Secure inpatient services for people with intellectual disability are provided in a piecemeal way, often without strategic commissioning. We describe how we conducted a…

Abstract

Secure inpatient services for people with intellectual disability are provided in a piecemeal way, often without strategic commissioning. We describe how we conducted a needs assessment that enabled us to develop a new service for men with intellectual disability who often had substantial additional mental health needs. Consulting with all stakeholders was essential, and we found the service user and family perspectives particularly helpful. We had to make special arguments for some aspects of the treatment programme. We found that foundation trusts that are able to develop services at financial risk, before contracts are signed, enabled development to take place at a faster pace. Good relationships with community teams have been essential, as has true integration with mainstream forensic services. Maintaining a relationship with commissioners was a particularly challenging aspect, perhaps because the development was provider‐led. Despite these challenges, many people with intellectual disability with very high needs are being supported much nearer to home.

Details

Advances in Mental Health and Intellectual Disabilities, vol. 4 no. 4
Type: Research Article
ISSN: 2044-1282

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Article
Publication date: 1 September 2006

Erica Mclnnis, William Sellwood and Clair Jones

This study reports a recovery‐themed cognitive behavioural educational group for clients suffering from chronic positive and negative symptoms of schizophrenia, on a low…

Abstract

This study reports a recovery‐themed cognitive behavioural educational group for clients suffering from chronic positive and negative symptoms of schizophrenia, on a low secure inpatient unit. Nine participants completed baseline and post‐intervention measures of insight, self‐esteem and knowledge about schizophrenia. Additional post‐intervention measures included compliance with medication, feelings about schizophrenia, qualitative views and access to the community. Overall, the results were positive within the limits of this small‐scale study. Following the intervention, most participants reported that they were less frightened about psychosis, and felt more in control of their illness and more optimistic about their future. This study suggests that there may be clinical benefits of having CBT‐orientated educational groups in low secure settings with clients with longstanding co‐existing positive and negative symptoms of schizophrenia. Recovery style should be evaluated systematically in future studies.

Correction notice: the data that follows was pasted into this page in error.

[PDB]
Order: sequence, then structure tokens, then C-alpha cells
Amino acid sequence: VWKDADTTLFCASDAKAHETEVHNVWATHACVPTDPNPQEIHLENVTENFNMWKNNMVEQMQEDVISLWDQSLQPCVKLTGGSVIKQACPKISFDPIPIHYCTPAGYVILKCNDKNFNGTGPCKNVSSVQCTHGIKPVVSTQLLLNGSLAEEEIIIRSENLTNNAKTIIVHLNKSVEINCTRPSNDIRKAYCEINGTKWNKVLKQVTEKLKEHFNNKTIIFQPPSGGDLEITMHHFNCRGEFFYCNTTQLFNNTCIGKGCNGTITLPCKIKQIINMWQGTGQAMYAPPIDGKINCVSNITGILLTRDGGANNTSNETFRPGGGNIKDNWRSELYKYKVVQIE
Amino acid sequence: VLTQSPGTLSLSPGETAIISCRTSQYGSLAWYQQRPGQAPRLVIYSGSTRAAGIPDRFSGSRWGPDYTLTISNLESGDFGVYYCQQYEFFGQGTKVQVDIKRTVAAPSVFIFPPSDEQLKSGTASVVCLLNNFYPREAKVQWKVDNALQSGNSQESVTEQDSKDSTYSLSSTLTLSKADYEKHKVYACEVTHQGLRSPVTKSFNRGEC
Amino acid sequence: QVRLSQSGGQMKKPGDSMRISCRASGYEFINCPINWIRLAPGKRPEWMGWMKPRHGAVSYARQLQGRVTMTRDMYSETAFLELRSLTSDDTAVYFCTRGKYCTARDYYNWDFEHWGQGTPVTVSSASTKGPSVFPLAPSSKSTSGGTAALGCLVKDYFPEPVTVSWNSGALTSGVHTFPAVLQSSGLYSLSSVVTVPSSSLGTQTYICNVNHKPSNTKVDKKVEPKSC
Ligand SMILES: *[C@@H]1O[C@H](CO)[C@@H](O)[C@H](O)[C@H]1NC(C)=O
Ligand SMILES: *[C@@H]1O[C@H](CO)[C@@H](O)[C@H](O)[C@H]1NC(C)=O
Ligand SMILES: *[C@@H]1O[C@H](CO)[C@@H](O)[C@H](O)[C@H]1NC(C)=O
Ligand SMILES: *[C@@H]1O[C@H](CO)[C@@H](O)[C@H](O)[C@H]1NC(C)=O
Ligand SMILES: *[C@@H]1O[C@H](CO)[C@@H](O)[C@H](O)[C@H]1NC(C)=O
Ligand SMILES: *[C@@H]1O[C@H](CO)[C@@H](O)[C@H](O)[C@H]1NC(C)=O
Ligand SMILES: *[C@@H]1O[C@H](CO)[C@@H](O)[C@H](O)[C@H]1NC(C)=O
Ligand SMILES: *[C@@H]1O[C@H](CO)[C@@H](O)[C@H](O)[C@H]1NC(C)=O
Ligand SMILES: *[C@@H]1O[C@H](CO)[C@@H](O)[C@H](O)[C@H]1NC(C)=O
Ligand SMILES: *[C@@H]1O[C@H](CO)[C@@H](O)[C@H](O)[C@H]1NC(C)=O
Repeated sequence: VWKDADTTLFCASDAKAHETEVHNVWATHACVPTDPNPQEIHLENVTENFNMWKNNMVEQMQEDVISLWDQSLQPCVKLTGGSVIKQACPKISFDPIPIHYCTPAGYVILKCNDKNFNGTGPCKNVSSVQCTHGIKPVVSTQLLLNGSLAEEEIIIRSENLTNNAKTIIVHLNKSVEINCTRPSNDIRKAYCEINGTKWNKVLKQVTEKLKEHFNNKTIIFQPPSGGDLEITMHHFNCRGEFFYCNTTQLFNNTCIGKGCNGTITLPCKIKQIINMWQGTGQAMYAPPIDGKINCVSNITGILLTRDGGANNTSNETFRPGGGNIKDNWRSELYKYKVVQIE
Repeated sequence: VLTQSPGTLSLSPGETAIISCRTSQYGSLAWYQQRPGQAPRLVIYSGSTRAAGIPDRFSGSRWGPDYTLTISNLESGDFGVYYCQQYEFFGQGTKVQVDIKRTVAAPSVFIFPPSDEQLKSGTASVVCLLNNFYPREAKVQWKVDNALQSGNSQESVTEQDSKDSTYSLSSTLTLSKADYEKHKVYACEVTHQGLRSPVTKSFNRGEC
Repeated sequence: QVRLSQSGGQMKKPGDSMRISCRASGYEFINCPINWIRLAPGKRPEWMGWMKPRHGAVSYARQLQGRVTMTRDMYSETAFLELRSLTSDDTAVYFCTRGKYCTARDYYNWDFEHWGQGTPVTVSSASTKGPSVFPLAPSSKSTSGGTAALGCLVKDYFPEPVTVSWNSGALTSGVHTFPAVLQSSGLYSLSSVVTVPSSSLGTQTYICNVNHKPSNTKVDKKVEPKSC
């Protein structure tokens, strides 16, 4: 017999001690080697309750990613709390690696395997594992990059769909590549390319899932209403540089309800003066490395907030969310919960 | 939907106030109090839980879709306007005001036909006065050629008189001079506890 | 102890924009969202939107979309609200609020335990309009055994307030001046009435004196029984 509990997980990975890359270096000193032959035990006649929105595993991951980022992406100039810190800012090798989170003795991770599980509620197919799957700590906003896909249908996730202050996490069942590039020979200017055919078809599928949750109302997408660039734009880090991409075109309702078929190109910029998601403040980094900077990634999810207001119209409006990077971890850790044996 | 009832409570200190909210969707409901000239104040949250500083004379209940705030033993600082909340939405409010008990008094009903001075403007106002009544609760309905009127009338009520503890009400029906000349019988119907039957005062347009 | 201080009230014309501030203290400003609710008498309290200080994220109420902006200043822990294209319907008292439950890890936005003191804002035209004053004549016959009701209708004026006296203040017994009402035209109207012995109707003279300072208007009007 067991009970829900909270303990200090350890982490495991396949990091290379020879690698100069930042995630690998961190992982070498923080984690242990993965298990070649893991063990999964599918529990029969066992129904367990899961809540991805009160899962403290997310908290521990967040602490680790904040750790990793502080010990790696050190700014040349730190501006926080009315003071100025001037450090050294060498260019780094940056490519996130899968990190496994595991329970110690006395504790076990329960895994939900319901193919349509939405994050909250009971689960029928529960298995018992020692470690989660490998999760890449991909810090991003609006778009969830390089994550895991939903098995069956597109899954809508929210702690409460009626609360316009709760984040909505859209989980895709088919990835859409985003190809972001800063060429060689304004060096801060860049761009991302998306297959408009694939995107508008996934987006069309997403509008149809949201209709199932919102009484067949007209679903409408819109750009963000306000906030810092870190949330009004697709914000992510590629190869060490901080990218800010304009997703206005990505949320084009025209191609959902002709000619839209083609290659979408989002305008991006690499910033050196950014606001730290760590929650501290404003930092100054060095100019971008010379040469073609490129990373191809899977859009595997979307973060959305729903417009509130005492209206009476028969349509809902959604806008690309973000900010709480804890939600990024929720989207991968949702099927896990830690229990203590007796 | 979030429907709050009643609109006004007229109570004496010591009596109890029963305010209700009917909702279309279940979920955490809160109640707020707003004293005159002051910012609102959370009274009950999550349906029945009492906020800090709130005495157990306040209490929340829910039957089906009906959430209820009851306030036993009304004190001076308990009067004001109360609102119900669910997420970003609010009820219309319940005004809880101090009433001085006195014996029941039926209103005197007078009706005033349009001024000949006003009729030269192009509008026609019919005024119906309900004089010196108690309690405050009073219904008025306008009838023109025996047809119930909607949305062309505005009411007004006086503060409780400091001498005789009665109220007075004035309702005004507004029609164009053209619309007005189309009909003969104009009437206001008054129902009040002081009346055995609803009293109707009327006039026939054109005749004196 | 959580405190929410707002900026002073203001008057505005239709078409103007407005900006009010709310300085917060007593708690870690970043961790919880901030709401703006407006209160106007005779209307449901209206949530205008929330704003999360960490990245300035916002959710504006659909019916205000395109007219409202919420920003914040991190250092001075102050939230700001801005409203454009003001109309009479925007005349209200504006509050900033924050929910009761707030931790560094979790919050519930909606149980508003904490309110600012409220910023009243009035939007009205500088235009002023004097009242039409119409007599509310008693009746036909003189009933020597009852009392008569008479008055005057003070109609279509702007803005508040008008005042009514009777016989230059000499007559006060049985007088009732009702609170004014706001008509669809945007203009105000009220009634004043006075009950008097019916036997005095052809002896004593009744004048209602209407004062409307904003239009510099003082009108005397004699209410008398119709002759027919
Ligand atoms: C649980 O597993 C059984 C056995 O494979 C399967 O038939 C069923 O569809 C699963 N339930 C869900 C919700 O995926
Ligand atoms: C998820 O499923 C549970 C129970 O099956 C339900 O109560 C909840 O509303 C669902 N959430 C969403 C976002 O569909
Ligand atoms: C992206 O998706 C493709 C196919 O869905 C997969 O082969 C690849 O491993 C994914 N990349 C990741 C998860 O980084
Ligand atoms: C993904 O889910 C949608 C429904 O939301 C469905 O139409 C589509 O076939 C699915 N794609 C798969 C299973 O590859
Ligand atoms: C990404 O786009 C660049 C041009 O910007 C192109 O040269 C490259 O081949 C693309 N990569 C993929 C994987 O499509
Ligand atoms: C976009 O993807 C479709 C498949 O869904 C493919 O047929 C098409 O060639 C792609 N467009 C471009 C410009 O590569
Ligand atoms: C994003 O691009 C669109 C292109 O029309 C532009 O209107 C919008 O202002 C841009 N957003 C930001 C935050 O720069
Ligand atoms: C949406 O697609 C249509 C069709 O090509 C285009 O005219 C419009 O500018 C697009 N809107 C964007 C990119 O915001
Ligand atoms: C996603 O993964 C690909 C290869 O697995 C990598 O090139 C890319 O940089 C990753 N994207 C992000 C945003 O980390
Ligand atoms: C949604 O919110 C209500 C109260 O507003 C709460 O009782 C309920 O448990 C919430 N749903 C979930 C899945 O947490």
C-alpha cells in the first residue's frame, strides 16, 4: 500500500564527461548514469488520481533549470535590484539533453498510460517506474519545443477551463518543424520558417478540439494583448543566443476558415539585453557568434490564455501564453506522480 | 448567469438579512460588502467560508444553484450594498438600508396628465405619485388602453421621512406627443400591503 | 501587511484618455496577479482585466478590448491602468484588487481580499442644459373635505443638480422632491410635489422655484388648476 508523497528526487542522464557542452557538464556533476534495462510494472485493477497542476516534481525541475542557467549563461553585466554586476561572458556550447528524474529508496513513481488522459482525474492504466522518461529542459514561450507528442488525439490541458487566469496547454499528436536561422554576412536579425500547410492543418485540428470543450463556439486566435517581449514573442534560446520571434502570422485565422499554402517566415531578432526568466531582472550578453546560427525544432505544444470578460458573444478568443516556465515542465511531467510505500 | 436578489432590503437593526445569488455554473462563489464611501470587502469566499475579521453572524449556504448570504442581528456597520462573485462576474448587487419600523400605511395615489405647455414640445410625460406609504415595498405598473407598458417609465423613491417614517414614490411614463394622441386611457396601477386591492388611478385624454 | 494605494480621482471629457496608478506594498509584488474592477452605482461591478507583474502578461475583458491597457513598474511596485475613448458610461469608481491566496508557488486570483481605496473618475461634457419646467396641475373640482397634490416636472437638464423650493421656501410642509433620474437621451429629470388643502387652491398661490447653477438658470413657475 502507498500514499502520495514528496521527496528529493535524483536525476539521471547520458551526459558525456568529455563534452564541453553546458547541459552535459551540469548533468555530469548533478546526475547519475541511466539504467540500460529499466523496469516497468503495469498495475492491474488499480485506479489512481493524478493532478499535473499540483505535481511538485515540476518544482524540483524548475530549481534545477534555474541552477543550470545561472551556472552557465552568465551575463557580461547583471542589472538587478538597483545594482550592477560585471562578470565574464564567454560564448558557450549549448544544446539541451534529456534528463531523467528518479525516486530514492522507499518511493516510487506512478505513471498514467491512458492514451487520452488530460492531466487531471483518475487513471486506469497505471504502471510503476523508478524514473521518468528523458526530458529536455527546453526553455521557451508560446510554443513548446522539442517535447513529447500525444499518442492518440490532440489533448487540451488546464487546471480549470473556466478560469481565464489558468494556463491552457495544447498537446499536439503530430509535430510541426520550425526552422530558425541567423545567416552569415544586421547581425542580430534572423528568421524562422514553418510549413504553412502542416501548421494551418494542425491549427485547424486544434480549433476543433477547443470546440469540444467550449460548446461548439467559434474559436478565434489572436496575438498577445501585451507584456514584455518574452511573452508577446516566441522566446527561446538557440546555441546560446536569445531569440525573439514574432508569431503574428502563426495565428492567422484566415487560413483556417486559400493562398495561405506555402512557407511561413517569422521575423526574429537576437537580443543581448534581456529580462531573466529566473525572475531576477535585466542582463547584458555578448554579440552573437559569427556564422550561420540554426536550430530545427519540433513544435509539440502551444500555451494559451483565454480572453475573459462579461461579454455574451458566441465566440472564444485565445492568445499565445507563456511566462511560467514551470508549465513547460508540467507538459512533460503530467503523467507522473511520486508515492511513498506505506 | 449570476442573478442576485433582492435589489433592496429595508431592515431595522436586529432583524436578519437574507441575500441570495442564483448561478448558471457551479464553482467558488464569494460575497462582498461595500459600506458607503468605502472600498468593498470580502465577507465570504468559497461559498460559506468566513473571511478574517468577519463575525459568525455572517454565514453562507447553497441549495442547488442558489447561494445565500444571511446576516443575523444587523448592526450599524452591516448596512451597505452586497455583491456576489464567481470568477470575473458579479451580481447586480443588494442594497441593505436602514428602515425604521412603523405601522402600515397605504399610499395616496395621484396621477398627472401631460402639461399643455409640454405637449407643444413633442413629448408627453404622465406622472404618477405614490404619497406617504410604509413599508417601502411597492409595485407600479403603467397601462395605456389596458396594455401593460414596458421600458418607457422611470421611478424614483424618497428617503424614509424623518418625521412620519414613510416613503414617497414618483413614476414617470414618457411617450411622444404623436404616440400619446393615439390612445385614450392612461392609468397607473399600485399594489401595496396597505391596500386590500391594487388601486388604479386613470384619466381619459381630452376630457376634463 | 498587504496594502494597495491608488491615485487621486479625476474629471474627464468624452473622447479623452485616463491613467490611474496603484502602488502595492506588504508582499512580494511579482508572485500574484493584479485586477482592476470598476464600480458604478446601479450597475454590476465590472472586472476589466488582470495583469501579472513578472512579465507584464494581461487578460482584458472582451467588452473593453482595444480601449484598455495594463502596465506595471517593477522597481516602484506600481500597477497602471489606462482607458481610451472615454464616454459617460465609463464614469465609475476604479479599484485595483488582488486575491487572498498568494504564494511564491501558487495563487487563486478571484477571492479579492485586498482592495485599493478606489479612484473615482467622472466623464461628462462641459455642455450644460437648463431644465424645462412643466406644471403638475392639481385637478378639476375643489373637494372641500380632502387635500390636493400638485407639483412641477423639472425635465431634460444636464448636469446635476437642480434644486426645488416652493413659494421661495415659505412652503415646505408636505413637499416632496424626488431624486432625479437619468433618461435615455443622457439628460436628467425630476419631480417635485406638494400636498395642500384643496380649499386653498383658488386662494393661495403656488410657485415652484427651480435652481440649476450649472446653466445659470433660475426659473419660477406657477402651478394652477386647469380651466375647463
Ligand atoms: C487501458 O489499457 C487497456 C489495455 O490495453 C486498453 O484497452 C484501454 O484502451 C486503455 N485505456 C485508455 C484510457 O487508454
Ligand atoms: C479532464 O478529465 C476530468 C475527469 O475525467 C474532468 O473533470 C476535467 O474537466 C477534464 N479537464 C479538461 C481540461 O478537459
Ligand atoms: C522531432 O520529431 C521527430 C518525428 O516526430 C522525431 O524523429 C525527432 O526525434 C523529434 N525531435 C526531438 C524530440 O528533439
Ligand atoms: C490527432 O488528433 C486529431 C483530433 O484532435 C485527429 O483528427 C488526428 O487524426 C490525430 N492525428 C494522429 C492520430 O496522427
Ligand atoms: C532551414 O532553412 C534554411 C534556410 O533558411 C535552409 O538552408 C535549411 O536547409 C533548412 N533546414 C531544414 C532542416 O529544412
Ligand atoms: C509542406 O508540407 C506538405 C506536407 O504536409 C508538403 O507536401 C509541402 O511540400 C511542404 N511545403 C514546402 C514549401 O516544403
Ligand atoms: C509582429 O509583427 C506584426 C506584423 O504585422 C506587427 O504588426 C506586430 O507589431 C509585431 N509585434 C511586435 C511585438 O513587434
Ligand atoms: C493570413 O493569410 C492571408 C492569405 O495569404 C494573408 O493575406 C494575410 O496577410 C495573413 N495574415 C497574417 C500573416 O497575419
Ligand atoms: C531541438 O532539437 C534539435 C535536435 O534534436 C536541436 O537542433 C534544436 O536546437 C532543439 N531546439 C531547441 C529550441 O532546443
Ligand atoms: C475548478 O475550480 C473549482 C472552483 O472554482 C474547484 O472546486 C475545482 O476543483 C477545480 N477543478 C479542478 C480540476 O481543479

Details

The British Journal of Forensic Practice, vol. 8 no. 3
Type: Research Article
ISSN: 1463-6646

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Article
Publication date: 17 September 2009

Kerry Sheldon and Gopi Krishnan

This paper describes the clinical and risk characteristics of patients admitted over the first four years of operation of the Dangerous and Severe Personality Disordered…

Abstract

This paper describes the clinical and risk characteristics of patients admitted over the first four years of operation of the Dangerous and Severe Personality Disordered (DSPD) NHS pilot at the Peaks Unit, Rampton Secure Hospital. There were 124 referrals, mainly from Category A and B prisons, resulting in 68 DSPD admissions. Clinically, 29% scored 30 or more on the Psychopathy Checklist. The most common personality disorders were antisocial, borderline, paranoid and narcissistic. There is a high risk of violent/sexual recidivism as measured by the Static‐99, Violence Risk Scale, and the Historical, Clinical and Risk Management Scale.

Details

The British Journal of Forensic Practice, vol. 11 no. 3
Type: Research Article
ISSN: 1463-6646

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Article
Publication date: 1 June 2008

Steven Jones, Fiona Lobban, Kate Evershed, Lee Taylor and Anja Wittkowski

A significant number of people with psychosis require inpatient admission under the Mental Health Act. Department of Health documents have highlighted the importance of…

Abstract

A significant number of people with psychosis require inpatient admission under the Mental Health Act. Department of Health documents have highlighted the importance of delivering effective care to individuals with psychosis treated in low secure conditions. Research into patient outcomes in these settings has so far been neglected. The aim of the research reported here was to assess outcomes for patients tested at three six‐monthly assessments during their residence at a new community low secure facility for people with psychosis and challenging behaviour. Although there were numerical reductions on many of the outcome measures over time, few were statistically significant. The main significant improvements were in Positive and Negative Syndrome Scale total and delusions scores over time. Initial evidence indicates that this type of care may have promise, but further research is needed to extend these findings.

Details

The British Journal of Forensic Practice, vol. 10 no. 2
Type: Research Article
ISSN: 1463-6646